In a duel with the greatest of them all, Tazio Nuvolari. At Pescara in Italy, he attempted to pass the Mantuan on the second lap but skidded off-course and burst both rear tires. He limped back to the pit but rather than being humbled by this he returned to the race to continue the attack. On the eighth lap his brakes sized before entering a corner and the car slid of the road, jumped a ditch and passed between a telegraph pole and the parapet of a bridge before re-emerging onto the circuit and back into the race.

After the race, Dr. Porsche went to the scene of Rosemeyer’s drive through the woods and being the engineer measured the gap between the pole and the bridge. He found it to be only 2 1/2 cm. or 1 inch wider than the Auto Union at its widest point. Silently the mercurial Porsche shook hands with the young driver and patted his shoulder.

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It was Ferdinand Porsche who made Rosemeyer’s Auto Union so effective. The car’s 545-horsepower V-16 was his design, as was the limited-slip differential that helped transfer the engine’s massive torque to the ground. Both car and engine were an outgrowth of the Mercedes-Benz/Auto Union Grand Prix wars, where the German state sponsored the period’s equivalent of Formula 1 racing.

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Soundly beaten by Rosemeyer and Auto Union in 1936, Mercedes-Benz responded by introducing its all-powerful W125 for the following season. The Sturrgart concern was once more the team to beat and Caracciola regained the European title. However, Rosemeyer also starred by winning the Eifelrennen, George Vanderbilt Cup on New York’s Long Island and the season finale at Donington Park.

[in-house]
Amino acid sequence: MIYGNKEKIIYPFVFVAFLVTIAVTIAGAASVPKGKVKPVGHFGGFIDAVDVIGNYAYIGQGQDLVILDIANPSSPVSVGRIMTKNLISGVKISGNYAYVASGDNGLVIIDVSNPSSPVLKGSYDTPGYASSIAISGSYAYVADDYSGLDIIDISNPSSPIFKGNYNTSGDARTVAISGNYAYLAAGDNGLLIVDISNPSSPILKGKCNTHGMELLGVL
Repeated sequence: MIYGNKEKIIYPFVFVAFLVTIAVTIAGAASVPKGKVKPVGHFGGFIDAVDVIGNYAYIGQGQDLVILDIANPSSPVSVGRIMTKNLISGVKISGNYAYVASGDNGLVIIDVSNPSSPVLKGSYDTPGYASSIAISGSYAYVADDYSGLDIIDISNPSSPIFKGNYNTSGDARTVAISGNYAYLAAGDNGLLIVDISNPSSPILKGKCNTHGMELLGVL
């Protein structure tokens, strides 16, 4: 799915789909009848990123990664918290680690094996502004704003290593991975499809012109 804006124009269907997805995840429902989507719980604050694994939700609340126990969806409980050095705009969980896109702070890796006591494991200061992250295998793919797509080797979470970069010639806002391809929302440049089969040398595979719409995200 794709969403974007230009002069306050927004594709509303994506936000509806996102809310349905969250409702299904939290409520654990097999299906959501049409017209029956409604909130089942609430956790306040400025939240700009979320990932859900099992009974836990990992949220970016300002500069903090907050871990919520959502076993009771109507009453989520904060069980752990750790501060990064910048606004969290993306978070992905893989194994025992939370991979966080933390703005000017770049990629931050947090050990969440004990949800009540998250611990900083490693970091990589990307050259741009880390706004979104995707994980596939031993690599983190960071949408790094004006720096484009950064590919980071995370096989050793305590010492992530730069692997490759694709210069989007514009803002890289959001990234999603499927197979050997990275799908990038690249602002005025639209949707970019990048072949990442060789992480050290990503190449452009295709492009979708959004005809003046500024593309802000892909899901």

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As well as dominating GP racing, both German teams were involved in speed record attempts as they sought further prestige for marque and state. Auto Union and Mercedes were on the motorway south of Frankfurt on January 28 1938 for a series of record attempts.

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Rosemeyer in describing driving over 240 mph, “the joints in the concrete road surface are felt like blows, setting up a corresponding resonance through the car, but this disappears at a greater speed. Passing under bridges the driver receives a terrific blow to the chest, because the car is pushing air aside, which is trapped by the bridge. When you go under a bridge, for a split second the engine noise completely disappears and then returns like a thunderclap when you are through.”

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Caracciola soon beat Rosemeyer’s existing record by averaging 268.7mph over a flying mile. Rosemeyer was one of the first to congratulate Caracciola and said, “My turn now.” Caracciola, aware of the prediction for strong winds sought to warn his young rival but was assured by Rosemeyer that he was one of the “lucky ones.” Just before noon Rosemeyer entered the closed cockpit special and rocketed down the Autobahn. Traveling at over 270 mph a crosswind caught his car and caused the Auto Union to somersault flinging Rosemeyer to his death. Neubauer, Caracciola and von Brauchitsch, his Mercedes rivals, sat silently for a long time, “unmoving like statues,” in Caracciola’s words. Record breaking was over for now.

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One of the few to truly master the difficult rear-engine Auto Unions, he was a true star whose popularity spread to England and America thanks to his success there. He was a humorous and charming man who enlivened the sport for three brief seasons.

 

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Published in: on June 18, 2017 at 8:40 am  Leave a Comment